print "Attempting to set website to: \"%s\"" % (website)
print (tuxlabs.getter())

website = ''
print "Attempting to set website to: \"%s\"" % (website)
print (tuxlabs.getter())

website = 'I should not be accessing website in the class directly!, but since I am breaking encapsulation it does still work, it\'s just naughty!'
print "Attempting to set website to: \"%s\"" % (website) = website
print ## Printing without the getter doh !

print ""
website = 'This is not a website, so an error is thrown!'
print "Attempting to set website to: \"%s\"" % (website)

Here is the output of the above example: 

➜ tuxlabs python
Attempting to set website to: ""
Website is set to:

Attempting to set website to: ""
Website is set to:

Attempting to set website to: "I should not be accessing website in the class directly!, but since I am breaking encapsulation it does still work, it's just naughty!"
I should not be accessing website in the class directly!, but since I am breaking encapsulation it does still work, it's just naughty!

Attempting to set website to: "This is not a website, so an error is thrown!"
ERROR: Unable to set website to This is not a website, so an error is thrown!.
Required format is:
➜ tuxlabs

A number of things have changed.

  1. We added a variable website to make the example more clear and easy to follow.
  2. We added validation to our setter() method, it now checks to make sure ‘http’ is contained in the value that we are setting for website.
  3. If ‘http’ is not in website the setter() method will throw an error and will not set website!
  4. We added some additional formatting to our getter() method so we can tell when it is being used verses when encapsulation is being broken. getter() now pre-pends any website passed with ‘Website is now set to:’

So let’s walk thru how these changes effected the program and what actually happened. First, we tried to set website to ‘’ and then we changed it to ‘’. In both of these examples we followed the rules of encapsulation, setting and getting the attribute value through methods in the class. These examples are correct and set website to the value passed and outputed them with the correct formatting we implemented in getter().

Next, we tried setting website to a really long string, without using setter() ! So we did = website directly on the instance of our class ! We also circumvented using getter() and just printed in exactly the same, broken way print Unfortunately, as previously mentioned nothing requires the programmer to use our setter and getter methods directly, and thus website is not being checked for containing ‘http’ here and so it can printed our very long string (“I should not be accessing website in the class directly!, but since I am breaking encapsulation it does still work, it\’s just naughty!”).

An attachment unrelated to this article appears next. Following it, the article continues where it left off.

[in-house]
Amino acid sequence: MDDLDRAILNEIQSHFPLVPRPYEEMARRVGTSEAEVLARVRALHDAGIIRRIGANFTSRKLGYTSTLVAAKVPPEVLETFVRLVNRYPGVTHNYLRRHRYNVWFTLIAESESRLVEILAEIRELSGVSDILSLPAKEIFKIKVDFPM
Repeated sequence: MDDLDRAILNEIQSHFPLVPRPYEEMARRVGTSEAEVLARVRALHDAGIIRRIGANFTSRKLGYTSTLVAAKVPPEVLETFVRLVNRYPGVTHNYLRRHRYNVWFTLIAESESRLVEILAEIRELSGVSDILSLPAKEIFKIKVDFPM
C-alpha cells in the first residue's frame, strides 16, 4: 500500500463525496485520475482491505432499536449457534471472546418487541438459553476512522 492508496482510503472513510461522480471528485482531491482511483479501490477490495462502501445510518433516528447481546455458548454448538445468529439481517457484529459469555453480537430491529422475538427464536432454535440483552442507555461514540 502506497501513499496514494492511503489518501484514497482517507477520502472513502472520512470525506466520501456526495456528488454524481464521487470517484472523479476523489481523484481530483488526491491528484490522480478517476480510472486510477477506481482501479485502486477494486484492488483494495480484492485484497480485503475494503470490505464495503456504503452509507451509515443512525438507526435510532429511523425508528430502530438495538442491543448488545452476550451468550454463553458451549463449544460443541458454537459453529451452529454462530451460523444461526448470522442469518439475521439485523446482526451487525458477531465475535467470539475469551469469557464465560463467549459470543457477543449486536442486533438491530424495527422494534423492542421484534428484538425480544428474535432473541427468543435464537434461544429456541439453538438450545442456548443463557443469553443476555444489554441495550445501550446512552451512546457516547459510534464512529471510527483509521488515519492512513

The last and final example, is an example of encapsulations value proposition. We try to set website to something that does not contain ‘http’ and therefore is not a website. An error is thrown and website is not set, which is exactly what we want.

Encapsulation is  simple, easy to follow and powerful when your programming on or with a team of developers that are going to share code amongst each other. In these scenarios encapsulation is obviously a must promoting collaboration through protecting programmers from potentially mis-using each others code. It should be easy to see now that breaking encapsulation is bad and very poor practice because code that perfectly functions one day, could be broken the next without any changes from you, because you are violating the contract that encapsulation methods of the class provide.

This concludes our learning about encapsulation. Still to come, Inheritance, Polymorphism, and some real world examples!

Until next time…Keep learning,
Jason Riedel

Object-Oriented Programming With Python : Encapsulation (1/3) Read More »

Upgrading to Python 2.7 on CentOS 6.5

Hey Folks,

The systems running Tuxlabs are currently running CentOS 6.5 to emulate a production RHEL like setup for an Openstack Cloud. Running an operating system this old has it’s drawbacks such as dependencies. I was recently installing a well know Python framework and ran into compatibility issues. The framework required Python 2.7 and CentOS 6.5 comes with 2.6. The below is a step by step procedure for how to upgrade to Python 2.7 on CentOS 6.5 if  you ever should need it. However, as a reminder run a newer OS when possible and for god sakes if you don’t need Redhat support, run Ubuntu.

Step one, we verify we are indeed running Python 2.6

[tuxninja@diamond ~]$ python --version
Python 2.6.6
[tuxninja@diamond ~]$

Ok then, let’s upgrade Python to 2.7. First let’s update all of our system applications, just in case for version dependencies and it’s good for security etc.

[tuxninja@diamond ~]$ yum -y update